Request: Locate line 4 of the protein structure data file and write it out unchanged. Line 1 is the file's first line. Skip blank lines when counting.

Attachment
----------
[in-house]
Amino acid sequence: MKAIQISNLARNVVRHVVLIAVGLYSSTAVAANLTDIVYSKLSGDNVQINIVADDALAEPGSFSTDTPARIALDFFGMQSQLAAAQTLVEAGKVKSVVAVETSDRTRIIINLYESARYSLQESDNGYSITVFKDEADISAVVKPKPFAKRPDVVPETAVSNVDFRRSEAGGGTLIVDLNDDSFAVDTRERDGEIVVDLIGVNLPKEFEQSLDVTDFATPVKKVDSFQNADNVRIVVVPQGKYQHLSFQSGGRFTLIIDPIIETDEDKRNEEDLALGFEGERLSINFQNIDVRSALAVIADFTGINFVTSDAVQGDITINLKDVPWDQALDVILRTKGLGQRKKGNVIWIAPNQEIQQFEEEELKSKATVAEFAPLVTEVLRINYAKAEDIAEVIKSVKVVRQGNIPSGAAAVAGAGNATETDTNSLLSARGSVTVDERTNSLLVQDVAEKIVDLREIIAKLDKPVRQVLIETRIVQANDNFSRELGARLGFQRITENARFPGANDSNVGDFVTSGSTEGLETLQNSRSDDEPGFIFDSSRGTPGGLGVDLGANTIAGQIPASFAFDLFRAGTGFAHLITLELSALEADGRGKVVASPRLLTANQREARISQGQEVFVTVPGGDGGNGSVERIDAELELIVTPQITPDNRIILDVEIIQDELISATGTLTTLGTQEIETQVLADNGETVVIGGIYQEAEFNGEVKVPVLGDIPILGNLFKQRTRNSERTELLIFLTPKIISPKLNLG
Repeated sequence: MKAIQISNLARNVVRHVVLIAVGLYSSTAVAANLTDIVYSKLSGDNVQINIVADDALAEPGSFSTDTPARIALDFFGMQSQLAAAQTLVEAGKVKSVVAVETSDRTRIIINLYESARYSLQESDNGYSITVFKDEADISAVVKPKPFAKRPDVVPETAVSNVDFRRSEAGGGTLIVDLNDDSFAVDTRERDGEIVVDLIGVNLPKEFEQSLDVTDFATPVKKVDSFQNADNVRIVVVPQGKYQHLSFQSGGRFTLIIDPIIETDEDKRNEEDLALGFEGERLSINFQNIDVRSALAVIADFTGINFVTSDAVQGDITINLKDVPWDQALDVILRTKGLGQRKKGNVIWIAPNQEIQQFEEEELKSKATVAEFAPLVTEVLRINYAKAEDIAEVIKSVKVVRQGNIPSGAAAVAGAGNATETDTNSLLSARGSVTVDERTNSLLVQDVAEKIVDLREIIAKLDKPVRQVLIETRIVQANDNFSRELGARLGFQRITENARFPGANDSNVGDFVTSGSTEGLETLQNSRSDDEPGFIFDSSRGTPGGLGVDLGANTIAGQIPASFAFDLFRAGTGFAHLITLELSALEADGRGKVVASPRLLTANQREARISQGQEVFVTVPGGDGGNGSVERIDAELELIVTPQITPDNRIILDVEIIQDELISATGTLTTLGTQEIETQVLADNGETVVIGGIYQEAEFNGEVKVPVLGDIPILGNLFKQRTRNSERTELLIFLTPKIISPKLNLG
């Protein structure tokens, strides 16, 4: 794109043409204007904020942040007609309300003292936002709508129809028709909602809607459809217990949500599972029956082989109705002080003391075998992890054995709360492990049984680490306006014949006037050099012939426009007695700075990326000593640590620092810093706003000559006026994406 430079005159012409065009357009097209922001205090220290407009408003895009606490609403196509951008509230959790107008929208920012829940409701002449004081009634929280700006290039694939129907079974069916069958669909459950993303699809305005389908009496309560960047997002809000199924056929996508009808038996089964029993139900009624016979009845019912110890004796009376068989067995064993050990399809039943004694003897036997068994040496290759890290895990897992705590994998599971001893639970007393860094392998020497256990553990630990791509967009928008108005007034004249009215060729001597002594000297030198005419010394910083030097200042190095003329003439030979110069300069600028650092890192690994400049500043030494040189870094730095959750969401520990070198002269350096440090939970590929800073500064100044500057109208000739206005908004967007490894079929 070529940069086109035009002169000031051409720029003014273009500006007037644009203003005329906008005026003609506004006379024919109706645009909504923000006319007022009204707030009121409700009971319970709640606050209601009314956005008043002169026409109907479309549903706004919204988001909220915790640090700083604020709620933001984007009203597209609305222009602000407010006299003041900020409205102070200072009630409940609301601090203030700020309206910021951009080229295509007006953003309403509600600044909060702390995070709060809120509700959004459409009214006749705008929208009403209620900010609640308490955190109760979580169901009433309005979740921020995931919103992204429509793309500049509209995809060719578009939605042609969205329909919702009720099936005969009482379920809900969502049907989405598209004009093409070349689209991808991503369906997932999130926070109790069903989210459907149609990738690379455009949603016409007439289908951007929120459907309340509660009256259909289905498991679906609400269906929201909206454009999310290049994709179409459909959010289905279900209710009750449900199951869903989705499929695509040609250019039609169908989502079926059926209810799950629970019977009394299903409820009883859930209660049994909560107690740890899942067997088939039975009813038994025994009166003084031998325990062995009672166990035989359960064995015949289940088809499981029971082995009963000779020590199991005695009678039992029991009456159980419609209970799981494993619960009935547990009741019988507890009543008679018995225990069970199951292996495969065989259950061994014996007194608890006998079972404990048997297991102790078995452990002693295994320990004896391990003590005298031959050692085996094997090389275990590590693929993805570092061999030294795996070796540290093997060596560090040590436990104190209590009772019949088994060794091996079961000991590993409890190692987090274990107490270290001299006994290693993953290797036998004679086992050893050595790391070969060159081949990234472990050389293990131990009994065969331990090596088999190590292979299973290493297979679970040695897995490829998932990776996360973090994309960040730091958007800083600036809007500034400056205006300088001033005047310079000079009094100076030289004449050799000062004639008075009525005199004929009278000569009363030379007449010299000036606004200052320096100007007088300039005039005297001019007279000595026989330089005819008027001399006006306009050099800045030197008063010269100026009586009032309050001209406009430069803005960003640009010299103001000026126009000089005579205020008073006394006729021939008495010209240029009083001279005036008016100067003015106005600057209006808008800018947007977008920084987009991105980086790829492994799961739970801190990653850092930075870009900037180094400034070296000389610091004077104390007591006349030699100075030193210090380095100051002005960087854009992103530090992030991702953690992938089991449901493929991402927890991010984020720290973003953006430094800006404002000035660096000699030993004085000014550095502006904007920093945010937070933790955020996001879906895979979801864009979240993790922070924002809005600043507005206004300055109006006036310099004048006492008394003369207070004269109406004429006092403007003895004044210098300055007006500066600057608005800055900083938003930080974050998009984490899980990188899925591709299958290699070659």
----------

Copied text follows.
């Protein structure tokens, strides 16, 4: 794109043409204007904020942040007609309300003292936002709508129809028709909602809607459809217990949500599972029956082989109705002080003391075998992890054995709360492990049984680490306006014949006037050099012939426009007695700075990326000593640590620092810093706003000559006026994406 430079005159012409065009357009097209922001205090220290407009408003895009606490609403196509951008509230959790107008929208920012829940409701002449004081009634929280700006290039694939129907079974069916069958669909459950993303699809305005389908009496309560960047997002809000199924056929996508009808038996089964029993139900009624016979009845019912110890004796009376068989067995064993050990399809039943004694003897036997068994040496290759890290895990897992705590994998599971001893639970007393860094392998020497256990553990630990791509967009928008108005007034004249009215060729001597002594000297030198005419010394910083030097200042190095003329003439030979110069300069600028650092890192690994400049500043030494040189870094730095959750969401520990070198002269350096440090939970590929800073500064100044500057109208000739206005908004967007490894079929 070529940069086109035009002169000031051409720029003014273009500006007037644009203003005329906008005026003609506004006379024919109706645009909504923000006319007022009204707030009121409700009971319970709640606050209601009314956005008043002169026409109907479309549903706004919204988001909220915790640090700083604020709620933001984007009203597209609305222009602000407010006299003041900020409205102070200072009630409940609301601090203030700020309206910021951009080229295509007006953003309403509600600044909060702390995070709060809120509700959004459409009214006749705008929208009403209620900010609640308490955190109760979580169901009433309005979740921020995931919103992204429509793309500049509209995809060719578009939605042609969205329909919702009720099936005969009482379920809900969502049907989405598209004009093409070349689209991808991503369906997932999130926070109790069903989210459907149609990738690379455009949603016409007439289908951007929120459907309340509660009256259909289905498991679906609400269906929201909206454009999310290049994709179409459909959010289905279900209710009750449900199951869903989705499929695509040609250019039609169908989502079926059926209810799950629970019977009394299903409820009883859930209660049994909560107690740890899942067997088939039975009813038994025994009166003084031998325990062995009672166990035989359960064995015949289940088809499981029971082995009963000779020590199991005695009678039992029991009456159980419609209970799981494993619960009935547990009741019988507890009543008679018995225990069970199951292996495969065989259950061994014996007194608890006998079972404990048997297991102790078995452990002693295994320990004896391990003590005298031959050692085996094997090389275990590590693929993805570092061999030294795996070796540290093997060596560090040590436990104190209590009772019949088994060794091996079961000991590993409890190692987090274990107490270290001299006994290693993953290797036998004679086992050893050595790391070969060159081949990234472990050389293990131990009994065969331990090596088999190590292979299973290493297979679970040695897995490829998932990776996360973090994309960040730091958007800083600036809007500034400056205006300088001033005047310079000079009094100076030289004449050799000062004639008075009525005199004929009278000569009363030379007449010299000036606004200052320096100007007088300039005039005297001019007279000595026989330089005819008027001399006006306009050099800045030197008063010269100026009586009032309050001209406009430069803005960003640009010299103001000026126009000089005579205020008073006394006729021939008495010209240029009083001279005036008016100067003015106005600057209006808008800018947007977008920084987009991105980086790829492994799961739970801190990653850092930075870009900037180094400034070296000389610091004077104390007591006349030699100075030193210090380095100051002005960087854009992103530090992030991702953690992938089991449901493929991402927890991010984020720290973003953006430094800006404002000035660096000699030993004085000014550095502006904007920093945010937070933790955020996001879906895979979801864009979240993790922070924002809005600043507005206004300055109006006036310099004048006492008394003369207070004269109406004429006092403007003895004044210098300055007006500066600057608005800055900083938003930080974050998009984490899980990188899925591709299958290699070659």